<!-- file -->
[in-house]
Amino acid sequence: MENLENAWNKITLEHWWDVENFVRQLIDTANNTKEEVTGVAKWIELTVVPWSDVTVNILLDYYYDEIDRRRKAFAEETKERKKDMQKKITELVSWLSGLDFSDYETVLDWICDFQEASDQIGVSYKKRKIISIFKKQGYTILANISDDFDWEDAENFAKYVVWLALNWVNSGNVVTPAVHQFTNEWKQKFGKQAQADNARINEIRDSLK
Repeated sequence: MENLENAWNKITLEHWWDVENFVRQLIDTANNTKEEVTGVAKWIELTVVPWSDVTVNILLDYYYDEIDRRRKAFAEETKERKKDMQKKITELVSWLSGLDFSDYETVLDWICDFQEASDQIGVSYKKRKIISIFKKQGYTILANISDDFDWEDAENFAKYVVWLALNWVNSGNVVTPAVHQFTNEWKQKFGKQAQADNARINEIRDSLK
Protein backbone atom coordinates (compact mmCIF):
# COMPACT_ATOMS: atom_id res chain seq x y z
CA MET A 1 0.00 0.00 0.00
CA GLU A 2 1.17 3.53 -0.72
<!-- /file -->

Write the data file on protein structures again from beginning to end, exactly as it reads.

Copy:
[in-house]
Amino acid sequence: MENLENAWNKITLEHWWDVENFVRQLIDTANNTKEEVTGVAKWIELTVVPWSDVTVNILLDYYYDEIDRRRKAFAEETKERKKDMQKKITELVSWLSGLDFSDYETVLDWICDFQEASDQIGVSYKKRKIISIFKKQGYTILANISDDFDWEDAENFAKYVVWLALNWVNSGNVVTPAVHQFTNEWKQKFGKQAQADNARINEIRDSLK
Repeated sequence: MENLENAWNKITLEHWWDVENFVRQLIDTANNTKEEVTGVAKWIELTVVPWSDVTVNILLDYYYDEIDRRRKAFAEETKERKKDMQKKITELVSWLSGLDFSDYETVLDWICDFQEASDQIGVSYKKRKIISIFKKQGYTILANISDDFDWEDAENFAKYVVWLALNWVNSGNVVTPAVHQFTNEWKQKFGKQAQADNARINEIRDSLK
Protein backbone atom coordinates (compact mmCIF):
# COMPACT_ATOMS: atom_id res chain seq x y z
CA MET A 1 0.00 0.00 0.00
CA GLU A 2 1.17 3.53 -0.72